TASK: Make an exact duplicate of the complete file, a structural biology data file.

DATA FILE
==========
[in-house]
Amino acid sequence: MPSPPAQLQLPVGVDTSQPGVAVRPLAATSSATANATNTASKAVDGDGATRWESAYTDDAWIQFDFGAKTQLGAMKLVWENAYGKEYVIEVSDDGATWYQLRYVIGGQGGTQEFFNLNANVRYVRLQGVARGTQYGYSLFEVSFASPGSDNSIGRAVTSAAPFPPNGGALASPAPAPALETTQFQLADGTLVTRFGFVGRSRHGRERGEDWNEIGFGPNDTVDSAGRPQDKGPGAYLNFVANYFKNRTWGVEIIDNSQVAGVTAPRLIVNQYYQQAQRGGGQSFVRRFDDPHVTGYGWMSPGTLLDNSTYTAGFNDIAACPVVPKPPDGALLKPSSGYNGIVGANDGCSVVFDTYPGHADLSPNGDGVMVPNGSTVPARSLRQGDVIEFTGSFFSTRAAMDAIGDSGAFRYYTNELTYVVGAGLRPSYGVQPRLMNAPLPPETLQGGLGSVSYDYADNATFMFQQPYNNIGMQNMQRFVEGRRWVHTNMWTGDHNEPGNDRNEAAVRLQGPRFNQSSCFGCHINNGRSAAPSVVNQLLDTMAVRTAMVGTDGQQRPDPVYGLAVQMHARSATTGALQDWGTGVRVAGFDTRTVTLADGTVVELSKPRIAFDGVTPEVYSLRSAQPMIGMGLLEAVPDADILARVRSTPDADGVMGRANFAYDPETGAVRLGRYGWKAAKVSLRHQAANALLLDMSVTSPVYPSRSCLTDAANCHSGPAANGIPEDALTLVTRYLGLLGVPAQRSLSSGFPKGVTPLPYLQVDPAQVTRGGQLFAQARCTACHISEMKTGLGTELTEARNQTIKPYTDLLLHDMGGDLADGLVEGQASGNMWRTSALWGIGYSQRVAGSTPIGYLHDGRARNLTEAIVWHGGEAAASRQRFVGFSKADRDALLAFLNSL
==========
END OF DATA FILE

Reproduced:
[in-house]
Amino acid sequence: MPSPPAQLQLPVGVDTSQPGVAVRPLAATSSATANATNTASKAVDGDGATRWESAYTDDAWIQFDFGAKTQLGAMKLVWENAYGKEYVIEVSDDGATWYQLRYVIGGQGGTQEFFNLNANVRYVRLQGVARGTQYGYSLFEVSFASPGSDNSIGRAVTSAAPFPPNGGALASPAPAPALETTQFQLADGTLVTRFGFVGRSRHGRERGEDWNEIGFGPNDTVDSAGRPQDKGPGAYLNFVANYFKNRTWGVEIIDNSQVAGVTAPRLIVNQYYQQAQRGGGQSFVRRFDDPHVTGYGWMSPGTLLDNSTYTAGFNDIAACPVVPKPPDGALLKPSSGYNGIVGANDGCSVVFDTYPGHADLSPNGDGVMVPNGSTVPARSLRQGDVIEFTGSFFSTRAAMDAIGDSGAFRYYTNELTYVVGAGLRPSYGVQPRLMNAPLPPETLQGGLGSVSYDYADNATFMFQQPYNNIGMQNMQRFVEGRRWVHTNMWTGDHNEPGNDRNEAAVRLQGPRFNQSSCFGCHINNGRSAAPSVVNQLLDTMAVRTAMVGTDGQQRPDPVYGLAVQMHARSATTGALQDWGTGVRVAGFDTRTVTLADGTVVELSKPRIAFDGVTPEVYSLRSAQPMIGMGLLEAVPDADILARVRSTPDADGVMGRANFAYDPETGAVRLGRYGWKAAKVSLRHQAANALLLDMSVTSPVYPSRSCLTDAANCHSGPAANGIPEDALTLVTRYLGLLGVPAQRSLSSGFPKGVTPLPYLQVDPAQVTRGGQLFAQARCTACHISEMKTGLGTELTEARNQTIKPYTDLLLHDMGGDLADGLVEGQASGNMWRTSALWGIGYSQRVAGSTPIGYLHDGRARNLTEAIVWHGGEAAASRQRFVGFSKADRDALLAFLNSL